Understanding Documentary Credits
A documentary credit, also known as a letter of credit, is a financial instrument used in international trade transactions. It is a written commitment by a bank on behalf of the buyer (importer) to pay the seller (exporter) a specified amount of money, provided that the seller meets certain conditions outlined in the credit.
There are several types of documentary credits, including:
- Revocable: Can be cancelled or amended by the buyer without the seller's consent.
- Irrevocable: Cannot be cancelled or amended without the seller's consent.
- Confirmed: A second bank adds its confirmation to the credit, providing additional assurance to the seller.
- Unconfirmed: Only the issuing bank's commitment is involved.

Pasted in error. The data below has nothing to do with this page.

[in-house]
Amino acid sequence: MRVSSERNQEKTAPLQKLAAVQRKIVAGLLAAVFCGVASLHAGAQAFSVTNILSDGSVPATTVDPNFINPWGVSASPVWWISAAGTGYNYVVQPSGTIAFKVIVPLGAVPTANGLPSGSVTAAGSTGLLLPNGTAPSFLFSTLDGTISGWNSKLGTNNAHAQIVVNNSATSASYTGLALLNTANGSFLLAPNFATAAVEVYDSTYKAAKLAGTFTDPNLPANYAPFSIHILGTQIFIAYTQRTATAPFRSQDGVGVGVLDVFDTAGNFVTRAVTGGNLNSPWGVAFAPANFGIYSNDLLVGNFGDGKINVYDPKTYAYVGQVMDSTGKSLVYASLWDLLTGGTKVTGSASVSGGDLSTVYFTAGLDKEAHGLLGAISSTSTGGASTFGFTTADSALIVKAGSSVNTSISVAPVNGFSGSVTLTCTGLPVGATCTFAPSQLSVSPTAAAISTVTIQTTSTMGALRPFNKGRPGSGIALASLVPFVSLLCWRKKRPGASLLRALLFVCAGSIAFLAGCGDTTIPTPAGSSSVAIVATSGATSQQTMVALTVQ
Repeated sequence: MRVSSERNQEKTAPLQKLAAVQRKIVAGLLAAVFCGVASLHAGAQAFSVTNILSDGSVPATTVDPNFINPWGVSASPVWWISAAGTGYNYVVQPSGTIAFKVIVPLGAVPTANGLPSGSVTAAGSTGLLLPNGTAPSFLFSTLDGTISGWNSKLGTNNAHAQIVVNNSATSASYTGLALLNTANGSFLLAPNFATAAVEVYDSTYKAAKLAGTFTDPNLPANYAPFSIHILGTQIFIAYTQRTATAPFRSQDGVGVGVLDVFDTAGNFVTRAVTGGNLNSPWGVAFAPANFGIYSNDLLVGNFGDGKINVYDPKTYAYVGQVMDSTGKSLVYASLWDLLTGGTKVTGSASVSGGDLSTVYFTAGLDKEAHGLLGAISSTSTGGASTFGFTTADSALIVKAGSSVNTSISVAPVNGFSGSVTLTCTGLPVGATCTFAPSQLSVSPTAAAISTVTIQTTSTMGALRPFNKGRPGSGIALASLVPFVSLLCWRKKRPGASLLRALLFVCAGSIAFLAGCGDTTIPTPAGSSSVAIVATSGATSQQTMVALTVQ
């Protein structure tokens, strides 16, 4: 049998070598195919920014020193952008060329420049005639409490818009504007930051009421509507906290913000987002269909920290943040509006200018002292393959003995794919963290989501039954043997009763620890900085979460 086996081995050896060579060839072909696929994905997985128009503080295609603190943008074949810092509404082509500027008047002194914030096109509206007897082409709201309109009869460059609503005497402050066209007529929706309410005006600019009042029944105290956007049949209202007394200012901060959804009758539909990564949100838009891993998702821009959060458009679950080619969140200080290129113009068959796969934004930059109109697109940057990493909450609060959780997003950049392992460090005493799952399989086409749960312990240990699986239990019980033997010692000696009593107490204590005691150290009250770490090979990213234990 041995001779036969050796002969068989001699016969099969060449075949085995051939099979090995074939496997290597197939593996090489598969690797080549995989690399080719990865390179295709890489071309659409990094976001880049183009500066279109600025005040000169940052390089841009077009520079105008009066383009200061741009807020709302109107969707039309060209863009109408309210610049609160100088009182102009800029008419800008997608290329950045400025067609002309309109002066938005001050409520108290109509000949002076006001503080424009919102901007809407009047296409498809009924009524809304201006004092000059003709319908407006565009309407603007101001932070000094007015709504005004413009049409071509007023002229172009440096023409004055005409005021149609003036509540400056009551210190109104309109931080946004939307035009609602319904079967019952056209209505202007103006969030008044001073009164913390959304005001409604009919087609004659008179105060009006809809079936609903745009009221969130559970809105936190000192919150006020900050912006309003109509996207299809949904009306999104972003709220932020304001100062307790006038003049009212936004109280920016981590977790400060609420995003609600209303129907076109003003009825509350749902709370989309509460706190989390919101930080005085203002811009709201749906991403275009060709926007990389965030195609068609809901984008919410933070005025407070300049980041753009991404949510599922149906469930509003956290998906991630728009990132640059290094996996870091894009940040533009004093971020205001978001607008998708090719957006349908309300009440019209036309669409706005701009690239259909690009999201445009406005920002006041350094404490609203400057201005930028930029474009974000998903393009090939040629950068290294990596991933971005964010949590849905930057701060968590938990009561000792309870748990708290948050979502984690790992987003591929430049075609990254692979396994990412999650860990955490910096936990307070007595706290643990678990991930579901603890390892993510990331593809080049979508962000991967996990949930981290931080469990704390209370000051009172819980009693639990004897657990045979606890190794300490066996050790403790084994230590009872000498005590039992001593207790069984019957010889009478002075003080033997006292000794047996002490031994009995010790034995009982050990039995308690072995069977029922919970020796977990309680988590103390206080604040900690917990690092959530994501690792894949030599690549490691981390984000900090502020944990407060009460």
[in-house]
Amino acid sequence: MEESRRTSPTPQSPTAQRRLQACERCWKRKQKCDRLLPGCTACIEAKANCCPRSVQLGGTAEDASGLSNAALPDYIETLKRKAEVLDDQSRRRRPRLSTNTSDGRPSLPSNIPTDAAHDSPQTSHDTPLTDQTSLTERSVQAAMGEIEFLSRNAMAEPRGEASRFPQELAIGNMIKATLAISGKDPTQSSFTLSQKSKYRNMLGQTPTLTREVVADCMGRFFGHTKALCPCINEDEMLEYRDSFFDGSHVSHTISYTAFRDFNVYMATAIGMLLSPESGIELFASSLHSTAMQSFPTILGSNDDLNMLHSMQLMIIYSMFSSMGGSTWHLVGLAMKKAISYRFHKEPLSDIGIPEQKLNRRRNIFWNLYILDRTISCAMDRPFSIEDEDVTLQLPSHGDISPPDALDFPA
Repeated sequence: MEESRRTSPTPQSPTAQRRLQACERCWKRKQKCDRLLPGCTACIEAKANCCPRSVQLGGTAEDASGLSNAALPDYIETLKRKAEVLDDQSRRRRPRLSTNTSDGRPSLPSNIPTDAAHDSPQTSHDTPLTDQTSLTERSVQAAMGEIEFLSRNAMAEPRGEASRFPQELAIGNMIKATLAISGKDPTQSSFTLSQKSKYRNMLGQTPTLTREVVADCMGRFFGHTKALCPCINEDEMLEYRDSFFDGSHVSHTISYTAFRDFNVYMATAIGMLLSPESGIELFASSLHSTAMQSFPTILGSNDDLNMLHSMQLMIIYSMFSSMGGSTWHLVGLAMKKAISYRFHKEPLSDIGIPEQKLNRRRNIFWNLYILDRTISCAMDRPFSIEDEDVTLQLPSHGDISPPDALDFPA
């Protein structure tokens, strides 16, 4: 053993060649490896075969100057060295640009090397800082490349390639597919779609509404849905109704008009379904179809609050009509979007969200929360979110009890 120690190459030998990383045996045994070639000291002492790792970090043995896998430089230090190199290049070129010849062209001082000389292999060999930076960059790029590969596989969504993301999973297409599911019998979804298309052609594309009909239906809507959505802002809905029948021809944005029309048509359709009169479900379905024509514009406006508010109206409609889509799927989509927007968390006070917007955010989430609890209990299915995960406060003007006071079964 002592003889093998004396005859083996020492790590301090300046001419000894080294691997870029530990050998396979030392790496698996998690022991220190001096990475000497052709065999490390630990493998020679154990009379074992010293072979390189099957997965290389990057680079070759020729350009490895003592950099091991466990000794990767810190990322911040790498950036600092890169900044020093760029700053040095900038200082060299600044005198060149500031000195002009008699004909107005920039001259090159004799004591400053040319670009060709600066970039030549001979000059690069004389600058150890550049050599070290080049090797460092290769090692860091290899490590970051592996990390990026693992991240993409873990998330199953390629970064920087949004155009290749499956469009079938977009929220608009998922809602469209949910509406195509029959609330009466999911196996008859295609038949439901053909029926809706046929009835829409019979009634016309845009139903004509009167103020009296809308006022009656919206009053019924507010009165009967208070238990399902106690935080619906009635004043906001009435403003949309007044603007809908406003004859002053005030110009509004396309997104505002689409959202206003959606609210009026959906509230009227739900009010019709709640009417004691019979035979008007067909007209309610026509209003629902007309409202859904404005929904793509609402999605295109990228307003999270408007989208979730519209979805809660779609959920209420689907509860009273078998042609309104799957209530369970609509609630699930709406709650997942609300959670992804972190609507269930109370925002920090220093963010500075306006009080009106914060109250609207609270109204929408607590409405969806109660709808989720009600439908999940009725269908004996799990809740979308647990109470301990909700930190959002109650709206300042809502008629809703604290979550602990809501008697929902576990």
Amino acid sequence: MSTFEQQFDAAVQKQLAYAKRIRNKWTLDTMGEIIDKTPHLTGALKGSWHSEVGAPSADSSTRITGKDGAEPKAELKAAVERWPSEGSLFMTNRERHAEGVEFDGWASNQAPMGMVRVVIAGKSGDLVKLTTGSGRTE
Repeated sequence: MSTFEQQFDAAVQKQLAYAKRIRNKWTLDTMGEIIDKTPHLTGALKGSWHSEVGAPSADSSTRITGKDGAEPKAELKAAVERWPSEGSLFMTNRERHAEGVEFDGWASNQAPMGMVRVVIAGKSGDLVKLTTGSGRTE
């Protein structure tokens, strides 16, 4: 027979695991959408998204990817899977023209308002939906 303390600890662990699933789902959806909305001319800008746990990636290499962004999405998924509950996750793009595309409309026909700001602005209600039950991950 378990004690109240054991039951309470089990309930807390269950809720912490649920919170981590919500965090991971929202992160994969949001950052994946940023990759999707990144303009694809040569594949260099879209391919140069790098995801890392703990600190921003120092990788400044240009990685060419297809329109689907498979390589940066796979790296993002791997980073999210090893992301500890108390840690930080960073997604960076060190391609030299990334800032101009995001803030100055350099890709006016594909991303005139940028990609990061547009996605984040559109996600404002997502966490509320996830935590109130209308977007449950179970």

- Applicant: The buyer who requests the issuance of the credit.
- Issuing Bank: The bank that issues the credit on behalf of the buyer.
- Beneficiary: The seller who will receive payment under the credit.
- Advising Bank: The bank that advises the beneficiary of the credit's issuance.
- Confirming Bank: The bank that adds its confirmation to the credit.
The seller must provide certain documents to the bank to receive payment under the credit. These documents may include:
- Commercial invoice
- Bill of lading
- Packing list
- Insurance certificate
- Inspection certificate
- Provides assurance to the seller that they will receive payment if they meet the credit's conditions.
- Reduces the risk of non-payment for the buyer.
- Facilitates international trade by providing a secure payment method.
- Can be expensive due to bank fees and charges.
- Can be time-consuming to process the required documents.
- May not provide complete protection against fraud or non-performance by the seller.